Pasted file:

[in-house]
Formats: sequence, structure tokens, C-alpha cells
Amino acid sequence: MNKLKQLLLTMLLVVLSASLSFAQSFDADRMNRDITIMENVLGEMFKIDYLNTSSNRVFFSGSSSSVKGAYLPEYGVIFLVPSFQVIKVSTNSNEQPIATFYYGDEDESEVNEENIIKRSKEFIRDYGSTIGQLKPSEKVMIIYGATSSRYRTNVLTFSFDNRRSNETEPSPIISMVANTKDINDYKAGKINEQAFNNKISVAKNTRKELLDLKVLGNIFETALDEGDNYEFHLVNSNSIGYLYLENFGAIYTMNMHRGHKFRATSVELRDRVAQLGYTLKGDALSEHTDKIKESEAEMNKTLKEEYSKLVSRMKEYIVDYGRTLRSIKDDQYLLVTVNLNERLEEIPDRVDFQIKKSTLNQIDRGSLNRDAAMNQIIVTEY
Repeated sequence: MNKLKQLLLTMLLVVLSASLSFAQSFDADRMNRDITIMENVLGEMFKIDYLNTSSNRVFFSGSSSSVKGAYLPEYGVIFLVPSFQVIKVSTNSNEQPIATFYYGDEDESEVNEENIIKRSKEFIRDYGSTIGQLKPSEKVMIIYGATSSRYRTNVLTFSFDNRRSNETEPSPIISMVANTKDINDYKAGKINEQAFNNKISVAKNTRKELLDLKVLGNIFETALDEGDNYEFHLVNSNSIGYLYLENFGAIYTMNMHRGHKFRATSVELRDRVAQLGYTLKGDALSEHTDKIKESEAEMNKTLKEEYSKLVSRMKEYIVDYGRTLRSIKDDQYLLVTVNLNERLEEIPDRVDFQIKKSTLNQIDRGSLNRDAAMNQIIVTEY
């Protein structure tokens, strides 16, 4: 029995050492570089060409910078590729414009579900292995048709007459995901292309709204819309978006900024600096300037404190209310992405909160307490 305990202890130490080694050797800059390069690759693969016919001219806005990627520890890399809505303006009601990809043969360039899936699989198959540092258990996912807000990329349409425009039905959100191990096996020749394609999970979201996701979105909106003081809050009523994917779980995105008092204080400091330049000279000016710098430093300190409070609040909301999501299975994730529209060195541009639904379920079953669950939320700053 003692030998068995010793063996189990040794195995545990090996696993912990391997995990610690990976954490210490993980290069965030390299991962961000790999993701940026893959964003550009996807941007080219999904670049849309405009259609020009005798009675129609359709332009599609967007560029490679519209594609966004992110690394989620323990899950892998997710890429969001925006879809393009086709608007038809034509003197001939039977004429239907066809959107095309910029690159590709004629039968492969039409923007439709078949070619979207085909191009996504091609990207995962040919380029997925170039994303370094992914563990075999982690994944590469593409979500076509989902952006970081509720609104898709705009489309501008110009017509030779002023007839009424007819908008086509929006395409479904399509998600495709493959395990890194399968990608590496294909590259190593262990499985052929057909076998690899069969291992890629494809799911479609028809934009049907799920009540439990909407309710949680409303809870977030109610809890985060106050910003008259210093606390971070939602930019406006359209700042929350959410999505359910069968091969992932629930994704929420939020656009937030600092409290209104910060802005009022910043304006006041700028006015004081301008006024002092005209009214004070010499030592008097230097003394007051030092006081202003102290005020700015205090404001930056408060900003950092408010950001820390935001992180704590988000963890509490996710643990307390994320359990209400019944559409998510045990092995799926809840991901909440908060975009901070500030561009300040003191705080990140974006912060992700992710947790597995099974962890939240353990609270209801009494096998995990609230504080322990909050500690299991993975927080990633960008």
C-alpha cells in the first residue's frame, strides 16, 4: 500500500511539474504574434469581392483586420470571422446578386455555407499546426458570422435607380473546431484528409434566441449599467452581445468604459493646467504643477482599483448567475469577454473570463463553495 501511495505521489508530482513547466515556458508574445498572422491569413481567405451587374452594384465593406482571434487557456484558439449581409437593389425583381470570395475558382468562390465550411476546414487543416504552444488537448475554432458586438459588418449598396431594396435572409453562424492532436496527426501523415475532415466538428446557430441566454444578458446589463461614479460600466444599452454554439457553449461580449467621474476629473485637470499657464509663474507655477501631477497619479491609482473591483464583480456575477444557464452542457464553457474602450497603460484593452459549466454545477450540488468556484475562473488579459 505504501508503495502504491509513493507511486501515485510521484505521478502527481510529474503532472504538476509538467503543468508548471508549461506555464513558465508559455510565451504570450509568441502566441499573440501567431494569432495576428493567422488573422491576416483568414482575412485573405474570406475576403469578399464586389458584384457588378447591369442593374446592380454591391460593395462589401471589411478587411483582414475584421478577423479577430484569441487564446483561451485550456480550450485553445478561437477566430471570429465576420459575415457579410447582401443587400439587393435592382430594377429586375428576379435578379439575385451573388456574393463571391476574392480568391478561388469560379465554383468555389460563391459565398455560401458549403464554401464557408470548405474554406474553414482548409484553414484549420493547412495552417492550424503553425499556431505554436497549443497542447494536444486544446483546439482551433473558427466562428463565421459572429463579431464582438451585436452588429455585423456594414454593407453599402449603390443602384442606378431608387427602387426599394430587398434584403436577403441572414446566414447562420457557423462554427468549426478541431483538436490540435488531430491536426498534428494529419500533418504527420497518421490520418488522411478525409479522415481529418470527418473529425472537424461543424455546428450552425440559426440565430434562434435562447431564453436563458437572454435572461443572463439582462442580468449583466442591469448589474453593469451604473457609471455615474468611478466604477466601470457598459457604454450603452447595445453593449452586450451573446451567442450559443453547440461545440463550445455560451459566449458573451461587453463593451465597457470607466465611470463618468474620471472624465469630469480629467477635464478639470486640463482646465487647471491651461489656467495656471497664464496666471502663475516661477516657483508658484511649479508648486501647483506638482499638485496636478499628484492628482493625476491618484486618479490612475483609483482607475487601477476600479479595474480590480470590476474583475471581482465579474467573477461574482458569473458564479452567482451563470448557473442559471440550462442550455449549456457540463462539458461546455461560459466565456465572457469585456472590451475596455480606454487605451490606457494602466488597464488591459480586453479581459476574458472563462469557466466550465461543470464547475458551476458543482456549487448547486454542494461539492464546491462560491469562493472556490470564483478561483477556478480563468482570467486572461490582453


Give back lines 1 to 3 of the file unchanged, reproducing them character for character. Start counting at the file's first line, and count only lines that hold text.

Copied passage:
[in-house]
Formats: sequence, structure tokens, C-alpha cells
Amino acid sequence: MNKLKQLLLTMLLVVLSASLSFAQSFDADRMNRDITIMENVLGEMFKIDYLNTSSNRVFFSGSSSSVKGAYLPEYGVIFLVPSFQVIKVSTNSNEQPIATFYYGDEDESEVNEENIIKRSKEFIRDYGSTIGQLKPSEKVMIIYGATSSRYRTNVLTFSFDNRRSNETEPSPIISMVANTKDINDYKAGKINEQAFNNKISVAKNTRKELLDLKVLGNIFETALDEGDNYEFHLVNSNSIGYLYLENFGAIYTMNMHRGHKFRATSVELRDRVAQLGYTLKGDALSEHTDKIKESEAEMNKTLKEEYSKLVSRMKEYIVDYGRTLRSIKDDQYLLVTVNLNERLEEIPDRVDFQIKKSTLNQIDRGSLNRDAAMNQIIVTEY